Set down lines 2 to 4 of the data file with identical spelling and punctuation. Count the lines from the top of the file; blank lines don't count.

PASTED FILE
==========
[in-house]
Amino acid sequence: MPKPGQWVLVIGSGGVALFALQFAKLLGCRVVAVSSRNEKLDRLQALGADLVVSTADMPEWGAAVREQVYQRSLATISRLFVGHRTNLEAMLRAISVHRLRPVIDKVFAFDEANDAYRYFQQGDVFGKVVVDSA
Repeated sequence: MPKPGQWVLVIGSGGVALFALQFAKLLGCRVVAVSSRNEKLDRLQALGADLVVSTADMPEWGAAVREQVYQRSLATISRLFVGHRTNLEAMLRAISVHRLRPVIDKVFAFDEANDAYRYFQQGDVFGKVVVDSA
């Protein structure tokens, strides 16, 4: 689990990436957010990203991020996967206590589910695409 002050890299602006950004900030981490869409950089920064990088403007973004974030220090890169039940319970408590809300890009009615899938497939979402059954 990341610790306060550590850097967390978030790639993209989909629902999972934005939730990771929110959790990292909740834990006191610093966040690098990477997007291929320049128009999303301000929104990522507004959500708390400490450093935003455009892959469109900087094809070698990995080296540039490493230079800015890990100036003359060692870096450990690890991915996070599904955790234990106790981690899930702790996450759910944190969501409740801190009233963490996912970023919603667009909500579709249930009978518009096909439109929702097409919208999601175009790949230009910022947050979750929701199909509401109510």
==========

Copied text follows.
Amino acid sequence: MPKPGQWVLVIGSGGVALFALQFAKLLGCRVVAVSSRNEKLDRLQALGADLVVSTADMPEWGAAVREQVYQRSLATISRLFVGHRTNLEAMLRAISVHRLRPVIDKVFAFDEANDAYRYFQQGDVFGKVVVDSA
Repeated sequence: MPKPGQWVLVIGSGGVALFALQFAKLLGCRVVAVSSRNEKLDRLQALGADLVVSTADMPEWGAAVREQVYQRSLATISRLFVGHRTNLEAMLRAISVHRLRPVIDKVFAFDEANDAYRYFQQGDVFGKVVVDSA
């Protein structure tokens, strides 16, 4: 689990990436957010990203991020996967206590589910695409 002050890299602006950004900030981490869409950089920064990088403007973004974030220090890169039940319970408590809300890009009615899938497939979402059954 990341610790306060550590850097967390978030790639993209989909629902999972934005939730990771929110959790990292909740834990006191610093966040690098990477997007291929320049128009999303301000929104990522507004959500708390400490450093935003455009892959469109900087094809070698990995080296540039490493230079800015890990100036003359060692870096450990690890991915996070599904955790234990106790981690899930702790996450759910944190969501409740801190009233963490996912970023919603667009909500579709249930009978518009096909439109929702097409919208999601175009790949230009910022947050979750929701199909509401109510």